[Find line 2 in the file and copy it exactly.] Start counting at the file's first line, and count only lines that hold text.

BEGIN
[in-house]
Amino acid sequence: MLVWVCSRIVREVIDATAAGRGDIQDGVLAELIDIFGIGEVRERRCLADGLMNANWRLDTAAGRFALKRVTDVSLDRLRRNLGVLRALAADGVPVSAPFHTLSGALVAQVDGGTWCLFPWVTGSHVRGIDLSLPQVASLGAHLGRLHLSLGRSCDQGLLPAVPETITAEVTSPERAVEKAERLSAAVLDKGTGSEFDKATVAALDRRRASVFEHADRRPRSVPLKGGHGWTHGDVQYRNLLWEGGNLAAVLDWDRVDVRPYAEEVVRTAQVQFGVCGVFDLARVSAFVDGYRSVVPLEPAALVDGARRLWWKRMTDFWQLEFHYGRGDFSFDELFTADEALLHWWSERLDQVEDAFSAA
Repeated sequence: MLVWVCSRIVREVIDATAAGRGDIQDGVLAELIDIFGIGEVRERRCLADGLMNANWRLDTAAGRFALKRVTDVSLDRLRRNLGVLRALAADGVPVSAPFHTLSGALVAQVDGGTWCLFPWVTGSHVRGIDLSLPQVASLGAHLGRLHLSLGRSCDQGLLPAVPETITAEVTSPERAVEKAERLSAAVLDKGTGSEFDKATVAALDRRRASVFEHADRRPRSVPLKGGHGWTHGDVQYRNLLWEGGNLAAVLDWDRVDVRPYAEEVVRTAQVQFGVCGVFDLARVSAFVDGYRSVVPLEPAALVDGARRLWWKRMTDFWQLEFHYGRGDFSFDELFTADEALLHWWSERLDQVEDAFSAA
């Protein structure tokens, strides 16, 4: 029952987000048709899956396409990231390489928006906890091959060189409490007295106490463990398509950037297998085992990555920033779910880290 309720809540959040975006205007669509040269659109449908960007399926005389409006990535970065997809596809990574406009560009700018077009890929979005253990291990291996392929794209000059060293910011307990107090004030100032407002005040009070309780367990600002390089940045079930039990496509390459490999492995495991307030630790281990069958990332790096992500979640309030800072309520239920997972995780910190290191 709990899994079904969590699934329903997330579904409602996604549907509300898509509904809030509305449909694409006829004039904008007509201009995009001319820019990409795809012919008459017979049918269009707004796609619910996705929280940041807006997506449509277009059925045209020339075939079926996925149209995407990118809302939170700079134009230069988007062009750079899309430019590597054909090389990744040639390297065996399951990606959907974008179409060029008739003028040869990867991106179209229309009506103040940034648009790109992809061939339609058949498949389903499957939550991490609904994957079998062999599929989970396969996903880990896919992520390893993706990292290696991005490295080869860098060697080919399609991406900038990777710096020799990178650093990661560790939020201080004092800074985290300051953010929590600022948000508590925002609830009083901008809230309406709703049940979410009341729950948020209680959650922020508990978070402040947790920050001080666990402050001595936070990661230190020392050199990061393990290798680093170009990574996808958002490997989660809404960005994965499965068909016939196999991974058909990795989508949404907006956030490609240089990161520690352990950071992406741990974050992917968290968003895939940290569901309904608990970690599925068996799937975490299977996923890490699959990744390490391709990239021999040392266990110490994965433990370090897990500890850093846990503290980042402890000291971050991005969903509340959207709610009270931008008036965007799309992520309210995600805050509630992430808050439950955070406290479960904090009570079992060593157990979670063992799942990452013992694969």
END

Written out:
Amino acid sequence: MLVWVCSRIVREVIDATAAGRGDIQDGVLAELIDIFGIGEVRERRCLADGLMNANWRLDTAAGRFALKRVTDVSLDRLRRNLGVLRALAADGVPVSAPFHTLSGALVAQVDGGTWCLFPWVTGSHVRGIDLSLPQVASLGAHLGRLHLSLGRSCDQGLLPAVPETITAEVTSPERAVEKAERLSAAVLDKGTGSEFDKATVAALDRRRASVFEHADRRPRSVPLKGGHGWTHGDVQYRNLLWEGGNLAAVLDWDRVDVRPYAEEVVRTAQVQFGVCGVFDLARVSAFVDGYRSVVPLEPAALVDGARRLWWKRMTDFWQLEFHYGRGDFSFDELFTADEALLHWWSERLDQVEDAFSAA